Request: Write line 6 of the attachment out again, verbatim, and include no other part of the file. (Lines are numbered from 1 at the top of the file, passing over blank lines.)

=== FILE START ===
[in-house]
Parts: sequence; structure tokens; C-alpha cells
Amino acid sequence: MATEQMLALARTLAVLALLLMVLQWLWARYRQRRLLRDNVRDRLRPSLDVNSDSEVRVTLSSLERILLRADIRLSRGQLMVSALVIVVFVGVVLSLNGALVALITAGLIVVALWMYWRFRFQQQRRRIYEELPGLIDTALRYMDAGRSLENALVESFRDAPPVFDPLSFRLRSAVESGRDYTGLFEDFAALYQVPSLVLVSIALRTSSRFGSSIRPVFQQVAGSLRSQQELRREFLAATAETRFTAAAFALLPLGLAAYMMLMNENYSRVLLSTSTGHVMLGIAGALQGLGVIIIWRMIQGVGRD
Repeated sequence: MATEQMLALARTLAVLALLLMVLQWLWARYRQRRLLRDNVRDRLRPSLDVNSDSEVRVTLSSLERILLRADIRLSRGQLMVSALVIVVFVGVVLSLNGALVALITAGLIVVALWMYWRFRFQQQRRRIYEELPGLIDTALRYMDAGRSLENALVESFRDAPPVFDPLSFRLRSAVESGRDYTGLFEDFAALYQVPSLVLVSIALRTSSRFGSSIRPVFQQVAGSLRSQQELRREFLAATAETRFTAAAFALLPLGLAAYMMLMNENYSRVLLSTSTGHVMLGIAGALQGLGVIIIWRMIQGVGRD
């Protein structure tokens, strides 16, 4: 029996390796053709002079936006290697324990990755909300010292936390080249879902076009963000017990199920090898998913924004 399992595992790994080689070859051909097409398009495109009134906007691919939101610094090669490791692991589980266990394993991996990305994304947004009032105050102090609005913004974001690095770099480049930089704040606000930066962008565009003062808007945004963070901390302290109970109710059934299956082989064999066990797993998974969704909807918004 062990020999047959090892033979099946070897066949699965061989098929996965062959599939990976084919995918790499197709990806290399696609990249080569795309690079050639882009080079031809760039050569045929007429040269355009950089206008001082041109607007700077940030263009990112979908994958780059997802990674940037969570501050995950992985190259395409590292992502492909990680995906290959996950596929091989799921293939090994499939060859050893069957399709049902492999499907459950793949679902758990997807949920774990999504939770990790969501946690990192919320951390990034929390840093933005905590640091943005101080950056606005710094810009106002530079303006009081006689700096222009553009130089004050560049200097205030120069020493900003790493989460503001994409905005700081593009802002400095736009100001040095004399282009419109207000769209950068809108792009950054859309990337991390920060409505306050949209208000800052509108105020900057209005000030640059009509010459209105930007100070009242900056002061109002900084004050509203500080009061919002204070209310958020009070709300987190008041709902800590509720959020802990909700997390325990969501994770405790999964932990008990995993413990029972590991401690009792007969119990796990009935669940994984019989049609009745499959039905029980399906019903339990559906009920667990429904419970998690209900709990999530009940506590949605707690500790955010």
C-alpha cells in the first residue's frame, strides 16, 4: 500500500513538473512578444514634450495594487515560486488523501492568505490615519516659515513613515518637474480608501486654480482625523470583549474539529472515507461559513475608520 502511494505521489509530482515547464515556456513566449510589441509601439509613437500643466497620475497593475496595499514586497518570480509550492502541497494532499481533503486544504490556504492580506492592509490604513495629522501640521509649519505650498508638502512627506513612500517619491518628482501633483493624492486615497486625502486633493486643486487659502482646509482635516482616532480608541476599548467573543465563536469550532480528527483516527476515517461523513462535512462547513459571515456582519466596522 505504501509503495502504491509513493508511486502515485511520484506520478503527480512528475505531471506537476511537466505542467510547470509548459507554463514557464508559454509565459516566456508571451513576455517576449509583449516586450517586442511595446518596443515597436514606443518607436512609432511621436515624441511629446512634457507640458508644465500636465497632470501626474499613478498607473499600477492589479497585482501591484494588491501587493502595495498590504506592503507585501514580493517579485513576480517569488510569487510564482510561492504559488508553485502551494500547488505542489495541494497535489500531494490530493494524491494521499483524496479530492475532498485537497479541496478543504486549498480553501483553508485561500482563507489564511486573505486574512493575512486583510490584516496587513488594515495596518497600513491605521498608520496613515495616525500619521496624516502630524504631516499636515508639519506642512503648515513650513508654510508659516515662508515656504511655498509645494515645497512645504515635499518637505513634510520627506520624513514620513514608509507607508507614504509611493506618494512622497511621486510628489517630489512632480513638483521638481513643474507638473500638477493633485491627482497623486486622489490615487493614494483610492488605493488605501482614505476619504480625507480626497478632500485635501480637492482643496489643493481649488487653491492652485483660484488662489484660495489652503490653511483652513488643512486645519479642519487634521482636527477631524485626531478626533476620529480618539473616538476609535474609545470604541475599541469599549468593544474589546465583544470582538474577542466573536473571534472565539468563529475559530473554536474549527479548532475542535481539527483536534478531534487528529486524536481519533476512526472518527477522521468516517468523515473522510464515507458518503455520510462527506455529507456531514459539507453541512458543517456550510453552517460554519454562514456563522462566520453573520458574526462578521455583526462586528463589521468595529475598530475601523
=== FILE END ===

C-alpha cells in the first residue's frame, strides 16, 4: 500500500513538473512578444514634450495594487515560486488523501492568505490615519516659515513613515518637474480608501486654480482625523470583549474539529472515507461559513475608520 502511494505521489509530482515547464515556456513566449510589441509601439509613437500643466497620475497593475496595499514586497518570480509550492502541497494532499481533503486544504490556504492580506492592509490604513495629522501640521509649519505650498508638502512627506513612500517619491518628482501633483493624492486615497486625502486633493486643486487659502482646509482635516482616532480608541476599548467573543465563536469550532480528527483516527476515517461523513462535512462547513459571515456582519466596522 505504501509503495502504491509513493508511486502515485511520484506520478503527480512528475505531471506537476511537466505542467510547470509548459507554463514557464508559454509565459516566456508571451513576455517576449509583449516586450517586442511595446518596443515597436514606443518607436512609432511621436515624441511629446512634457507640458508644465500636465497632470501626474499613478498607473499600477492589479497585482501591484494588491501587493502595495498590504506592503507585501514580493517579485513576480517569488510569487510564482510561492504559488508553485502551494500547488505542489495541494497535489500531494490530493494524491494521499483524496479530492475532498485537497479541496478543504486549498480553501483553508485561500482563507489564511486573505486574512493575512486583510490584516496587513488594515495596518497600513491605521498608520496613515495616525500619521496624516502630524504631516499636515508639519506642512503648515513650513508654510508659516515662508515656504511655498509645494515645497512645504515635499518637505513634510520627506520624513514620513514608509507607508507614504509611493506618494512622497511621486510628489517630489512632480513638483521638481513643474507638473500638477493633485491627482497623486486622489490615487493614494483610492488605493488605501482614505476619504480625507480626497478632500485635501480637492482643496489643493481649488487653491492652485483660484488662489484660495489652503490653511483652513488643512486645519479642519487634521482636527477631524485626531478626533476620529480618539473616538476609535474609545470604541475599541469599549468593544474589546465583544470582538474577542466573536473571534472565539468563529475559530473554536474549527479548532475542535481539527483536534478531534487528529486524536481519533476512526472518527477522521468516517468523515473522510464515507458518503455520510462527506455529507456531514459539507453541512458543517456550510453552517460554519454562514456563522462566520453573520458574526462578521455583526462586528463589521468595529475598530475601523